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nataliya

nataliya

“Books are a uniquely portable magic.” 
― Stephen King, On Writing.

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"If you want to know what a man's like, take a good look at how he treats his inferiors, not his equals."— J.K. Rowling

Moon Over Soho

Moon Over Soho - Ben Aaronovitch

Dear Peter Grant, you are about to knock Harry Dresden off his pedestal. And that's not an easy thing to say for me, a devout Dresdenite. But this book was just that much fun.

 

Should I call myself a Grantite now? How about a hug then? Oh wait...

 

"For a terrifying moment I thought he was going to hug me, but fortunately we both remembered we were English just in time. Still, it was a close call."

 

How can a true nerd like me NOT love this book and its protagonist? Peter Grant, a wisecracking apprentice magician is not only incredibly funny, self-deprecating, non-misogynistic in the slightest, intelligent, and an actually good representation of a real early twenty-first century young man, but also has all makings of a natural-born scientist. He performs controlled experiences with his newfound magic, forms hypotheses that he proceeds to test, and applies scientific principles. He actually contemplates the nature and the origins of magic instead of just accepting it as a given. He is shown actually working on his skills, practicing them and experimenting with new approaches. And he talks science!

 

"I had jokingly developed my own scale for vestigia based on the amount of noise Toby made when he interacted with any residual magic. I called it a yap, one yap being enough vestigia to be apparent even when I wasn't looking for it.The yap would be an SI unit, of course, and thus the standard background ambience of a Central London pub was 0.2 of a yap (0.2Y) or 200 milliyaps (200mY)."

 

Peter Grant is hilarious, often in a dry, very much non-slapstick way. He is firmly in touch with the modern life, and it is seamlessly integrated into the novel. He also pokes fun at the things that in the hands of the less able writer than Ben Aaronovich would have come out as borderline offensive, but they work in this book. An example of this is Peter teaching his (very old) teacher not to refer to the 'ethically challenged' wizards as 'black magicians' since Peter, who is of mixed race, could technically be viewed as such - while explaining why he is reluctant to call Nightingale 'master'.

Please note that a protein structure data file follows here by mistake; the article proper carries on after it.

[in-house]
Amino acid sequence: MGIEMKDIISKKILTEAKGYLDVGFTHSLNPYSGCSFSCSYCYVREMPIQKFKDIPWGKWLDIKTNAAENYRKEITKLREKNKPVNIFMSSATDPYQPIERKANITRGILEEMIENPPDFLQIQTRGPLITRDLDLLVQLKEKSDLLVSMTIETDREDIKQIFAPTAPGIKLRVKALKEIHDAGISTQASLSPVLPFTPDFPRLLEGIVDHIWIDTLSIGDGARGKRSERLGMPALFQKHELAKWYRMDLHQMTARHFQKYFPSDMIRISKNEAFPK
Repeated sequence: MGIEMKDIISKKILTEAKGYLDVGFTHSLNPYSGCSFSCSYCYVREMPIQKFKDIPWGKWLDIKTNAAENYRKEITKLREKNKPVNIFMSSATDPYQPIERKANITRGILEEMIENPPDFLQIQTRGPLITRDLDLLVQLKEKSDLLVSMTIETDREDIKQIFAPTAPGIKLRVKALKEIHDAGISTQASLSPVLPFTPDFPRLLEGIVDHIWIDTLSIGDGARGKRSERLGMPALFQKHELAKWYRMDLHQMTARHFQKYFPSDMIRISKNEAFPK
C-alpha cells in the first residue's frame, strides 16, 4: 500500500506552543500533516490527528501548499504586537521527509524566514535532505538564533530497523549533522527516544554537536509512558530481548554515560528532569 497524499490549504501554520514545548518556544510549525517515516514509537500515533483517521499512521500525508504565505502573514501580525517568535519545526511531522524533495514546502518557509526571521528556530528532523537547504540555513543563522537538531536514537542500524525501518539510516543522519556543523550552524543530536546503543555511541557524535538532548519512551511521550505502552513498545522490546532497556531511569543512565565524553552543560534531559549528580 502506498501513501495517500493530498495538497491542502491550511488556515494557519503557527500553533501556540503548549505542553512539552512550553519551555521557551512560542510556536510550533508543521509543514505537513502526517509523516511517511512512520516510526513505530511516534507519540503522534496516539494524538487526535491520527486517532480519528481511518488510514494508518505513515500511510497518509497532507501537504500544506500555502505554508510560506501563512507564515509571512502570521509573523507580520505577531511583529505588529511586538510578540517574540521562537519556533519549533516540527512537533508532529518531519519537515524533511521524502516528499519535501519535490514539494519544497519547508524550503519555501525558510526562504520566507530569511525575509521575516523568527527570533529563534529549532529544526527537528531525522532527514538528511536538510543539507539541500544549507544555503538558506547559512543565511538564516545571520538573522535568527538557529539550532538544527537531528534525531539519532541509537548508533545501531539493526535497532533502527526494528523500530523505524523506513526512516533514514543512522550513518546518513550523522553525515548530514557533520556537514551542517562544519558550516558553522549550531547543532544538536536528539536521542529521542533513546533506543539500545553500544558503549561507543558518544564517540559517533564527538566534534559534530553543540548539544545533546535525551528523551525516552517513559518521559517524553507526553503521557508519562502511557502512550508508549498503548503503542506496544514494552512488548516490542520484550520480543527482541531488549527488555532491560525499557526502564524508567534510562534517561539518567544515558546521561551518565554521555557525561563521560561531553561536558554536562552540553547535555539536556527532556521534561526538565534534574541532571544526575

"When you're a boy your life can be measured out as a series of uncomfortable conversations reluctantly initiated by adults in an effort to tell you things that you either already know or really don't want to know."

 

Just like in the previous volume, we get more of the author's love for London and learn snippets about the city's history, often tragic. And I love it! I enjoyed the descriptions of Soho, Peter's opinions about different kinds of Londoners, and the entire atmosphere of a huge, thriving, very urban, multicultural city. London is definitely going on my to-visit-no-matter-what list - someday, when I actually have free time to do so.

 

'There's more to life than just London,' said Nightingale.

'People keep saying that,' I said. 'But I've never actually seen any proof.'

 

I liked what little I saw of Peter and Leslie's relationship in this book after Leslie's face was destroyed by magic in the previous book. I loved how supportive he is while at the same time avoiding the overt sentimentality or wallowing in guilt. And after the way this book ended - the best sorta-cliffhanger that I've read in the recent past, by the way - I cannot wait to see what happens to those two in the next book (which, of course, I have already bought with my birthday Amazon gift card).

 

"Every male in the world thinks he's an excellent driver. Every copper who's ever had to pick an eyeball out of a puddle knows that most of them are kidding themselves."

 

I enjoyed the short and apt descriptions of the British police system as well. While often detailed, they never seemed like info-dumps and were humorous enough to never let my attention falter. Aaronovich never glorifies police work, but he also does not follow the stereotype of 'big bad cops' that is so easy to fall back on. He makes his 'coppers' seem like real people with all the imperfections and idiosyncrasies and enough lovable qualities - basically real. While still poking fun at them, of course!

 

"It's a truism in policing that witnesses and statements are fine but nothing beats empirical physical evidence. Actually it isn't a truism because most policemen think the word 'empirical' is something to do with Darth Vader, but it damn well should be."

 

The plot of this book, while still leaving a bit to be desired, was tighter than that of the first volume (that, or I have gotten used to the world of this series). It was easy to follow, however, and in the end things turned out a bit different than what I expected - which is a reminder for me to not get all smug thinking that I know exactly what is going to happen and not to judge the characters prematurely (yes, I'm referring to Simone, who turned out whom I expected her to be, but the way it was revealed was unexpectedly touching and a bit heartbreaking as well. And Peter's reaction to the whole thing felt very much real.

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Basically, I adored this book and had a great time reading it. Harry Dresden, you've got some serious competition! 4.5 stars for the sheer amount of enjoyment, and very high recommendation. I can't wait to see what the next book in the series brings!